CHILDREN AND ANIMALS

From ANIMAL PEOPLE, June 1993:

Shakira Hemphill, Michael Mims, Robert Ronnell Jones, and LaTroy Eugene Murphy, all of
Abram Simon Elementary School in Washington D.C., on April 29 shared the American Humane Association’s first-
ever Be Kind To Animals Kid Award for their part in bringing to justice an off-duty police officer whom they witnessed in
the act of severely beating a dog. All four witnessed the beating on May 2, 1992. Jones, a third grader at the time,
approached the man and demanded an explanation. As the abuse continued, he ran up and down the street to keep an
eye on the dog, whom the man eventually dragged into an alley, while the others called the Washington Humane
Society. All four then pointed the abuser out to the WHS cruelty officer who responded to their call. The dog was
impounded, but was returned to the owner on June 15, who claimed to have given her away one week later. A grand
jury declined to indict, leaving any punitive action up to the Washington D.C. police department division of internal
affairs. As the nominating shelter for the AHA award winners, WHS received $1,000 worth of dog food from Advanced
Nutrition Cycle.

Sixth graders in 40 New England, New York,
and Florida elementary schools counted roadkills in their
neighborhoods for six months during the past year as part of
a computerized information exchange project sponsored by
the National Science Foundation. The students collected
more roadkill data than all previous studies of the subject
combined––and the project will go nationwide during the
next school year. Watch for more extensive coverage in
upcoming issues of ANIMAL PEOPLE, along with survey
forms for our own four-season roadkill count, which will
formally commence in July with the cooperation of Country
Life. In combination with the NSF data, the ANIMAL
PEOPLE count will produce the first definitive national
data base on roadkills, a first step toward developing effec-
tive prevention programs.
Katherine C. Grier examines the emergence of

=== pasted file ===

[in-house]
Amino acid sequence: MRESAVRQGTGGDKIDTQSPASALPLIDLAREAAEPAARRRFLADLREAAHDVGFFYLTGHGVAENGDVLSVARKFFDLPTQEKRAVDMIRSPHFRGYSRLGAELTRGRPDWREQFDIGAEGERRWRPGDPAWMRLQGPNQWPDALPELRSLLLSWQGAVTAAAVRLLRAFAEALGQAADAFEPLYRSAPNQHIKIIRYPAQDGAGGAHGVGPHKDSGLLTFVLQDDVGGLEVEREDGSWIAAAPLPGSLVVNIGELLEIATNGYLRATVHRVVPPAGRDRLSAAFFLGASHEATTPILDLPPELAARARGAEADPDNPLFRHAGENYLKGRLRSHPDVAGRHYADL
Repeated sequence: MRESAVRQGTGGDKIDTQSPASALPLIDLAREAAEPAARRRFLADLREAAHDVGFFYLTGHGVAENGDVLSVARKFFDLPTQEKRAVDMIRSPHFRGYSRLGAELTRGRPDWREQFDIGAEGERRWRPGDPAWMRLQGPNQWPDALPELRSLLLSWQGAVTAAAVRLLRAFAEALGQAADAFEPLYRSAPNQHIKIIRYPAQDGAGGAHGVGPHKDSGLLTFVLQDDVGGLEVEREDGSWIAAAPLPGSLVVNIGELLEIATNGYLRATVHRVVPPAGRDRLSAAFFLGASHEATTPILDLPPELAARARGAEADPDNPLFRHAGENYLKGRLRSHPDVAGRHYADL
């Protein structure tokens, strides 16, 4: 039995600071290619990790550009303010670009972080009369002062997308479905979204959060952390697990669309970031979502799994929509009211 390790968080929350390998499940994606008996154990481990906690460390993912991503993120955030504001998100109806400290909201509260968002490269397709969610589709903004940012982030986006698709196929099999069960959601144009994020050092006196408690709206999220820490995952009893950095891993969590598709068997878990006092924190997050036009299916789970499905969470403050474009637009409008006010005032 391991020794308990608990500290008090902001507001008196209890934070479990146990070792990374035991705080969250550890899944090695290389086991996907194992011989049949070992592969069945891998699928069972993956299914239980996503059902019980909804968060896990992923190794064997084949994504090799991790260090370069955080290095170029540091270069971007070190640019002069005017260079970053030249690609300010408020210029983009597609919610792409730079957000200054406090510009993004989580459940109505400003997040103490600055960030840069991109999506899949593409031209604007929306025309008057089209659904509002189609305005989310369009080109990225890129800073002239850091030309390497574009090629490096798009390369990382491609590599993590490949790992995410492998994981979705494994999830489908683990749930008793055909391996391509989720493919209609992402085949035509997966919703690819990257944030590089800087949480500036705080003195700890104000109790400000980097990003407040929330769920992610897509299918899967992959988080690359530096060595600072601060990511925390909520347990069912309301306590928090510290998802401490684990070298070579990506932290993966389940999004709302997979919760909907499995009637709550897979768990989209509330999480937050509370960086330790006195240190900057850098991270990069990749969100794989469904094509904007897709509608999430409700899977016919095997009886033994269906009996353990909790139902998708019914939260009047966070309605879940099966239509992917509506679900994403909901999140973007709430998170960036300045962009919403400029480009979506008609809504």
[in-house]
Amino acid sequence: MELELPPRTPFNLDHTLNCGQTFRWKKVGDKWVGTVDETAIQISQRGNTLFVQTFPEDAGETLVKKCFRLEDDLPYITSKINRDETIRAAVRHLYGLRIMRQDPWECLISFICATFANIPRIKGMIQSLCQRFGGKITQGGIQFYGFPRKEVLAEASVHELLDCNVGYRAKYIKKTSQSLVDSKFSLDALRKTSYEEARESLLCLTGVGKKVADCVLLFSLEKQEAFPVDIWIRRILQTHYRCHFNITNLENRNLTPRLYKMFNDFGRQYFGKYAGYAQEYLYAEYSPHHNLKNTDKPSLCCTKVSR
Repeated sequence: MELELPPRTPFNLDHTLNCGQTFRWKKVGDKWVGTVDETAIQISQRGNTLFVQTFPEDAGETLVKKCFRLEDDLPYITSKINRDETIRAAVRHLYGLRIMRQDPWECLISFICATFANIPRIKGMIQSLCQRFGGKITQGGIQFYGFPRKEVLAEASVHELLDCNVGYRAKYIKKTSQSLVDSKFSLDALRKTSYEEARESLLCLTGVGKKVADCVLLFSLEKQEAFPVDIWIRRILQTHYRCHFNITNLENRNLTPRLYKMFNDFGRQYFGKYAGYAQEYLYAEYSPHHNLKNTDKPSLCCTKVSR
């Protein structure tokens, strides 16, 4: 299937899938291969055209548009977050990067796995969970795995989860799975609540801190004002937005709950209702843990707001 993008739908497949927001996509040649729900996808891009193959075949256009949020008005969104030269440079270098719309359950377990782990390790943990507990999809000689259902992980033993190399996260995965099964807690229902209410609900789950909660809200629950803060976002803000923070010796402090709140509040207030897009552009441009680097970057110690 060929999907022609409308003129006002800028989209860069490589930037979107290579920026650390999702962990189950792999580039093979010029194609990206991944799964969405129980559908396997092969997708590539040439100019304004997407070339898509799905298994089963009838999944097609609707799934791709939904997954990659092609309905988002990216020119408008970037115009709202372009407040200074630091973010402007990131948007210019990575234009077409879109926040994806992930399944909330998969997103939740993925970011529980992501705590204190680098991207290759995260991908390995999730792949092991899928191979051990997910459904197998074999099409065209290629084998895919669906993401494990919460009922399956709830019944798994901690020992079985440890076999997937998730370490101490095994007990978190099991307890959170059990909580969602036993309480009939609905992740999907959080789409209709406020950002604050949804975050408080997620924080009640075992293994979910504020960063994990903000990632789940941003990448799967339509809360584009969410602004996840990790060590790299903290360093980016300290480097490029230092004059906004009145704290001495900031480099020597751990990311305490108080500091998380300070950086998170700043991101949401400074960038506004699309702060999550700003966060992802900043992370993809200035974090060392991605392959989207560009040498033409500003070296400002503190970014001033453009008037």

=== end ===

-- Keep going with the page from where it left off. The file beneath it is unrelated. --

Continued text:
kindness toward animals as a theme in the evolution of fam-
ily structure and child-rearing during the Victorian era in
Between The Species volume 8, #4, available for $5.00
from P.O. Box 254, Berkeley, CA 94701. As Grier docu-
ments, kindness became not only an ideal, but also a sym-
bol of belonging to the middle class rather than the rabble.
KIND News, the humane education newspaper of
the Humane Society of the U.S., will add an edition for stu-
dents in the primary grades (K-1) this fall, and a Spanish
version of the primary edition, to be called KIND News
Internacional. HSUS already publishes KIND News Jr. and
Sr. editions , for students in grades 2-4 and 5-6, but only in
English. Get further details from P.O. Box 362, East
Haddam, CT 06423-0362.
Tenafly High School in Tenafly, New Jersey
will offer biology students an alternative to dissection next
term as result of a year-long campaign by graduating senior
Jen Michel, 18. The alternative program, expected to
involve 18 to 20 hours of work, may be the first of its kind
in the state.
The Student Earth Action League at California
University of Pennsylvania recently organized an open
forum on dissection alternatives, purportedly at the sugges-
tion of the university president. “Guess who did not show
up,” wrote humane officer Kathy Hecker of Animal Friends
Inc. in nearby Pittsburgh. “Not one dean, not one science
professor, and not even the university president.” The event
did, however, draw local press coverage.
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